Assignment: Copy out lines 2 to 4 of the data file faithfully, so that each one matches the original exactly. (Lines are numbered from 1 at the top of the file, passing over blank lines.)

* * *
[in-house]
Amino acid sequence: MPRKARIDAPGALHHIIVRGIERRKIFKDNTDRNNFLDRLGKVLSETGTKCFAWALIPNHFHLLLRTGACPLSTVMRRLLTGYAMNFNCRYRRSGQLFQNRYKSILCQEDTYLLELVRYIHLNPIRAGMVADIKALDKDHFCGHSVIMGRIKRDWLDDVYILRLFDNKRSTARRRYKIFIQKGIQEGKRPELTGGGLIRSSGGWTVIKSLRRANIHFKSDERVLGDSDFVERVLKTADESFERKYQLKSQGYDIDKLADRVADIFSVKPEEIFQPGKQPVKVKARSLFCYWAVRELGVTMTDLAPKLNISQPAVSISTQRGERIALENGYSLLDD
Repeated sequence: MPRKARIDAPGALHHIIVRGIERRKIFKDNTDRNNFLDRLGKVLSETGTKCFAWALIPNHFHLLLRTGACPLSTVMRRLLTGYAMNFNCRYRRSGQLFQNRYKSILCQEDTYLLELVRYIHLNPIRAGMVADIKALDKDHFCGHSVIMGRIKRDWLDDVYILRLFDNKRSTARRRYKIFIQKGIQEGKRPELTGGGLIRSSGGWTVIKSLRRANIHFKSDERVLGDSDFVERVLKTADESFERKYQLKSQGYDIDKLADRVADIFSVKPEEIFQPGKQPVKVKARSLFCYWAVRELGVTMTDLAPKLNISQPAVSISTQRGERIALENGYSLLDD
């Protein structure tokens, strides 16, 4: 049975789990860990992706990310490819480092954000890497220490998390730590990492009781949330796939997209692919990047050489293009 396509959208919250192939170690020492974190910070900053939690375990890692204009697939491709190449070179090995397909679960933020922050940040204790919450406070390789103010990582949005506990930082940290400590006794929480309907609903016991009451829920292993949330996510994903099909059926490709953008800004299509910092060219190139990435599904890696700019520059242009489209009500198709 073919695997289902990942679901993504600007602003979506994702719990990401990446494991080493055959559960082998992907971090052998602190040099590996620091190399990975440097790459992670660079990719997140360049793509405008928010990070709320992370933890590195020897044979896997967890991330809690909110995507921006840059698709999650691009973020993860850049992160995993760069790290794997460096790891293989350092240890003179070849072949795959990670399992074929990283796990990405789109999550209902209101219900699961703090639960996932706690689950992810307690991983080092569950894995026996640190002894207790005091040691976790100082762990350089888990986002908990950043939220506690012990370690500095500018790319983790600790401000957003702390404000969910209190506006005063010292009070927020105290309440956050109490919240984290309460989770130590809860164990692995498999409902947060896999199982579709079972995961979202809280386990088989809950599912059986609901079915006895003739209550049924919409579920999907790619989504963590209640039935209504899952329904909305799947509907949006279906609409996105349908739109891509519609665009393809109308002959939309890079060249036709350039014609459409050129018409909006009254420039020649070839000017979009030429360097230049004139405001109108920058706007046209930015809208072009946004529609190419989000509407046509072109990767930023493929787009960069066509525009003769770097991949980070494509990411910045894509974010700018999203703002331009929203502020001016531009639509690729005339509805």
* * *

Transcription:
Amino acid sequence: MPRKARIDAPGALHHIIVRGIERRKIFKDNTDRNNFLDRLGKVLSETGTKCFAWALIPNHFHLLLRTGACPLSTVMRRLLTGYAMNFNCRYRRSGQLFQNRYKSILCQEDTYLLELVRYIHLNPIRAGMVADIKALDKDHFCGHSVIMGRIKRDWLDDVYILRLFDNKRSTARRRYKIFIQKGIQEGKRPELTGGGLIRSSGGWTVIKSLRRANIHFKSDERVLGDSDFVERVLKTADESFERKYQLKSQGYDIDKLADRVADIFSVKPEEIFQPGKQPVKVKARSLFCYWAVRELGVTMTDLAPKLNISQPAVSISTQRGERIALENGYSLLDD
Repeated sequence: MPRKARIDAPGALHHIIVRGIERRKIFKDNTDRNNFLDRLGKVLSETGTKCFAWALIPNHFHLLLRTGACPLSTVMRRLLTGYAMNFNCRYRRSGQLFQNRYKSILCQEDTYLLELVRYIHLNPIRAGMVADIKALDKDHFCGHSVIMGRIKRDWLDDVYILRLFDNKRSTARRRYKIFIQKGIQEGKRPELTGGGLIRSSGGWTVIKSLRRANIHFKSDERVLGDSDFVERVLKTADESFERKYQLKSQGYDIDKLADRVADIFSVKPEEIFQPGKQPVKVKARSLFCYWAVRELGVTMTDLAPKLNISQPAVSISTQRGERIALENGYSLLDD
């Protein structure tokens, strides 16, 4: 049975789990860990992706990310490819480092954000890497220490998390730590990492009781949330796939997209692919990047050489293009 396509959208919250192939170690020492974190910070900053939690375990890692204009697939491709190449070179090995397909679960933020922050940040204790919450406070390789103010990582949005506990930082940290400590006794929480309907609903016991009451829920292993949330996510994903099909059926490709953008800004299509910092060219190139990435599904890696700019520059242009489209009500198709 073919695997289902990942679901993504600007602003979506994702719990990401990446494991080493055959559960082998992907971090052998602190040099590996620091190399990975440097790459992670660079990719997140360049793509405008928010990070709320992370933890590195020897044979896997967890991330809690909110995507921006840059698709999650691009973020993860850049992160995993760069790290794997460096790891293989350092240890003179070849072949795959990670399992074929990283796990990405789109999550209902209101219900699961703090639960996932706690689950992810307690991983080092569950894995026996640190002894207790005091040691976790100082762990350089888990986002908990950043939220506690012990370690500095500018790319983790600790401000957003702390404000969910209190506006005063010292009070927020105290309440956050109490919240984290309460989770130590809860164990692995498999409902947060896999199982579709079972995961979202809280386990088989809950599912059986609901079915006895003739209550049924919409579920999907790619989504963590209640039935209504899952329904909305799947509907949006279906609409996105349908739109891509519609665009393809109308002959939309890079060249036709350039014609459409050129018409909006009254420039020649070839000017979009030429360097230049004139405001109108920058706007046209930015809208072009946004529609190419989000509407046509072109990767930023493929787009960069066509525009003769770097991949980070494509990411910045894509974010700018999203703002331009929203502020001016531009639509690729005339509805």